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I am developing a web service with WCF that is intended to be exposed to multiple thrid party systems, potentially using a range of different technologies.

Assuming I have provided them a URL pointing to a valid WSDL 1.1 file, what languages using what tools can I reasonably expect to enable a thrid party developer to simply download the WSDL, generate his code and configuration and have it 'just work' with little or no modification?

I have done some Googling but I cannot find a definitive list.

Basically I want to gauge how much support I should be expected to be providing to help get a third party system integrating with my web service, based on the technology that they are using.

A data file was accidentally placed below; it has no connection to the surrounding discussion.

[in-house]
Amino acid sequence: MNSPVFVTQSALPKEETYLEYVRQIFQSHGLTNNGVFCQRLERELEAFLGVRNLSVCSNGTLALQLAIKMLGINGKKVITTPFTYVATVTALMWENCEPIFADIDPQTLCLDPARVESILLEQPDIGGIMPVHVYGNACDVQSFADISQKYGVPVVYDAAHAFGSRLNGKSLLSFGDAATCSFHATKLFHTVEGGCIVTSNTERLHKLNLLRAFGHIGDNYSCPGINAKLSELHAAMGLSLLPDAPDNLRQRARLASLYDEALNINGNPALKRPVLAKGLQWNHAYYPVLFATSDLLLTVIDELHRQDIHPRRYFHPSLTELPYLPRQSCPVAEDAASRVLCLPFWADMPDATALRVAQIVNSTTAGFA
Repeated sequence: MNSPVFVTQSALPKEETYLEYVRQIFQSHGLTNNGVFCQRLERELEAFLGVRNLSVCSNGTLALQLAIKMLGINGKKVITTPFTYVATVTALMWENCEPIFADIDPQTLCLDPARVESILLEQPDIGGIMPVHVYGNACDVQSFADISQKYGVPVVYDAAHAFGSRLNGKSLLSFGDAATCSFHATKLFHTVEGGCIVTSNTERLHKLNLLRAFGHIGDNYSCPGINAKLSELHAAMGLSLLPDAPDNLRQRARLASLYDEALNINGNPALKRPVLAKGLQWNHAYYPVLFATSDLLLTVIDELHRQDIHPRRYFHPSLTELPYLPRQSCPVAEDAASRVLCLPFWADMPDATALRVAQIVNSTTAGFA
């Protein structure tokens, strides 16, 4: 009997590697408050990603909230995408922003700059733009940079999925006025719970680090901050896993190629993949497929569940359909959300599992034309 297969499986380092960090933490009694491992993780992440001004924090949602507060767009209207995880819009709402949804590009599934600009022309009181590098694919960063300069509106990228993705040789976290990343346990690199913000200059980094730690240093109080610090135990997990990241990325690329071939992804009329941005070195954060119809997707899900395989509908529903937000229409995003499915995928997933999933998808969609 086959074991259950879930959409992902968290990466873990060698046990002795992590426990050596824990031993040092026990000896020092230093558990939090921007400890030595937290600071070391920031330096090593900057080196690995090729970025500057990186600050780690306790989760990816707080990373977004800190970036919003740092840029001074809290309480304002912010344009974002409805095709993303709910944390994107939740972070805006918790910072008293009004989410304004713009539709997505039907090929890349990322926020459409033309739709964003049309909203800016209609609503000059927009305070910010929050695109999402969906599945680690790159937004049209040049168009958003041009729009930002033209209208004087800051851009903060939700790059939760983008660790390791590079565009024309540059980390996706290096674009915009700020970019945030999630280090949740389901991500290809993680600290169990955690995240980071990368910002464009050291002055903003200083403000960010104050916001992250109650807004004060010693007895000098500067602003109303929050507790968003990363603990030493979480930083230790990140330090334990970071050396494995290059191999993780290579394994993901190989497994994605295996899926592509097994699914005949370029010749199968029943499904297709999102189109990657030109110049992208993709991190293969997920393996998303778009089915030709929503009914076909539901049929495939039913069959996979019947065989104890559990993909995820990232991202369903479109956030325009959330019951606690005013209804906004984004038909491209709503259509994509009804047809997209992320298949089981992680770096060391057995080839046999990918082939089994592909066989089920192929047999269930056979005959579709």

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up vote 1 down vote accepted

Pretty much all of the mainstream languages have support for WSDL 1.1, it's the most prevalent WSDL specification in the wild.

"Out of the box" compatibility with your service hinges more on the complexity of your datatypes (simple vs structures, collections, maps), and whether you use any of the other web service artifacts (security, transactions, etc.).

SOAP web services are quite mainstream and there's wide experience is supporting them.

One way to speed adoption for consumers (if that's a goal) is to create a library that they can include that has already gone through the interfacing process and that you've tested to work. For example, if you were to create a Java client, you could provide a jar that already has the artifacts produced by wsimport so your users need only add their jar and call your service layer rather than the web service directly.

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